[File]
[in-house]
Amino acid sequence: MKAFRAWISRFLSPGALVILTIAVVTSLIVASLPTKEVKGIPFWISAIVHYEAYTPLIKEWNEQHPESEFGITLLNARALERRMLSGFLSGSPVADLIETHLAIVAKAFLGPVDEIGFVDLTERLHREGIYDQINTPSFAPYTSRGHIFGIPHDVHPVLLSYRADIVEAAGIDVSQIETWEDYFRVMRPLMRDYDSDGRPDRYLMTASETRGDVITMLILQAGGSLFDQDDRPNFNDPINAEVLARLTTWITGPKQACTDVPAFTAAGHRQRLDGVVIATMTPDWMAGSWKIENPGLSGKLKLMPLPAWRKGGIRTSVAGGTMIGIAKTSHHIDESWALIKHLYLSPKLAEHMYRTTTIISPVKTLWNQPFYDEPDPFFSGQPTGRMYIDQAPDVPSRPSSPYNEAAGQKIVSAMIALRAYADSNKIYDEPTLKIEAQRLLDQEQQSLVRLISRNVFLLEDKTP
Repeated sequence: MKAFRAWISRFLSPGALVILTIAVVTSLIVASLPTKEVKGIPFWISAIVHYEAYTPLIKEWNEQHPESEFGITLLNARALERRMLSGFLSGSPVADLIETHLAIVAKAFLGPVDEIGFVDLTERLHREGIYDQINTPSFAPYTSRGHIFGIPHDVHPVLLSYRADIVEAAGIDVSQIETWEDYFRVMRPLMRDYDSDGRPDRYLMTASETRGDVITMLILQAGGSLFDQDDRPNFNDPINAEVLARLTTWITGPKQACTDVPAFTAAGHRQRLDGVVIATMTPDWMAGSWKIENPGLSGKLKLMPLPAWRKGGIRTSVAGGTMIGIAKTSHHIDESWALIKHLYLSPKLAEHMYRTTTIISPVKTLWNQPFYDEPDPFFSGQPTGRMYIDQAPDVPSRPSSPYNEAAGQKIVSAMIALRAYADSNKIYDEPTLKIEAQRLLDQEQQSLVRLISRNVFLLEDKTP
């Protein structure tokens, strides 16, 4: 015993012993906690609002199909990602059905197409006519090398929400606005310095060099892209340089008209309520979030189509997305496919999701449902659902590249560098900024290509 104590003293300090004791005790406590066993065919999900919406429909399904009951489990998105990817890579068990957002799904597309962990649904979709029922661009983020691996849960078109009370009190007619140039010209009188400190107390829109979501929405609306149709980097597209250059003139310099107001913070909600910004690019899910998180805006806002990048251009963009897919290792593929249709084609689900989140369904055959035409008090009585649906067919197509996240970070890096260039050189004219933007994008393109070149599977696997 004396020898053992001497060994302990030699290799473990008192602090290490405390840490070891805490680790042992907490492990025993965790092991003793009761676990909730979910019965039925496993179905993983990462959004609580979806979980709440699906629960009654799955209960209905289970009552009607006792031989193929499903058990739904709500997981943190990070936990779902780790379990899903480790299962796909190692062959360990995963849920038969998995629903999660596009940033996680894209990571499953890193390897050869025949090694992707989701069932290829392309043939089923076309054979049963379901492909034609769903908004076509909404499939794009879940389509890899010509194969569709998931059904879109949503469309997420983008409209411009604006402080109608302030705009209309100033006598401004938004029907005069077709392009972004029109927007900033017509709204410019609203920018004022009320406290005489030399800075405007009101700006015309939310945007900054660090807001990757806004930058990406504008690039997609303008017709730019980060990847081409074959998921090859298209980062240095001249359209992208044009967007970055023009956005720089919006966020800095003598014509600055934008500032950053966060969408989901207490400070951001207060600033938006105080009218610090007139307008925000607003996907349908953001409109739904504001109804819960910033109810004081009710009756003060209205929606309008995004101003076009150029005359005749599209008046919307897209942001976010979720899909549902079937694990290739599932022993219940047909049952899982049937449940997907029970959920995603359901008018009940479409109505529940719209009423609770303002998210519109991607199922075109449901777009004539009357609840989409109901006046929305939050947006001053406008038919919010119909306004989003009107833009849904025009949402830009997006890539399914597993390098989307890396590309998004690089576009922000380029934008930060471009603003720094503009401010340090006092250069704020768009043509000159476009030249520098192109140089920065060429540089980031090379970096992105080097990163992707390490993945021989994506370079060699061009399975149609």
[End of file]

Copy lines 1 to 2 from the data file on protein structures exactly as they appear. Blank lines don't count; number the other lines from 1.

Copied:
[in-house]
Amino acid sequence: MKAFRAWISRFLSPGALVILTIAVVTSLIVASLPTKEVKGIPFWISAIVHYEAYTPLIKEWNEQHPESEFGITLLNARALERRMLSGFLSGSPVADLIETHLAIVAKAFLGPVDEIGFVDLTERLHREGIYDQINTPSFAPYTSRGHIFGIPHDVHPVLLSYRADIVEAAGIDVSQIETWEDYFRVMRPLMRDYDSDGRPDRYLMTASETRGDVITMLILQAGGSLFDQDDRPNFNDPINAEVLARLTTWITGPKQACTDVPAFTAAGHRQRLDGVVIATMTPDWMAGSWKIENPGLSGKLKLMPLPAWRKGGIRTSVAGGTMIGIAKTSHHIDESWALIKHLYLSPKLAEHMYRTTTIISPVKTLWNQPFYDEPDPFFSGQPTGRMYIDQAPDVPSRPSSPYNEAAGQKIVSAMIALRAYADSNKIYDEPTLKIEAQRLLDQEQQSLVRLISRNVFLLEDKTP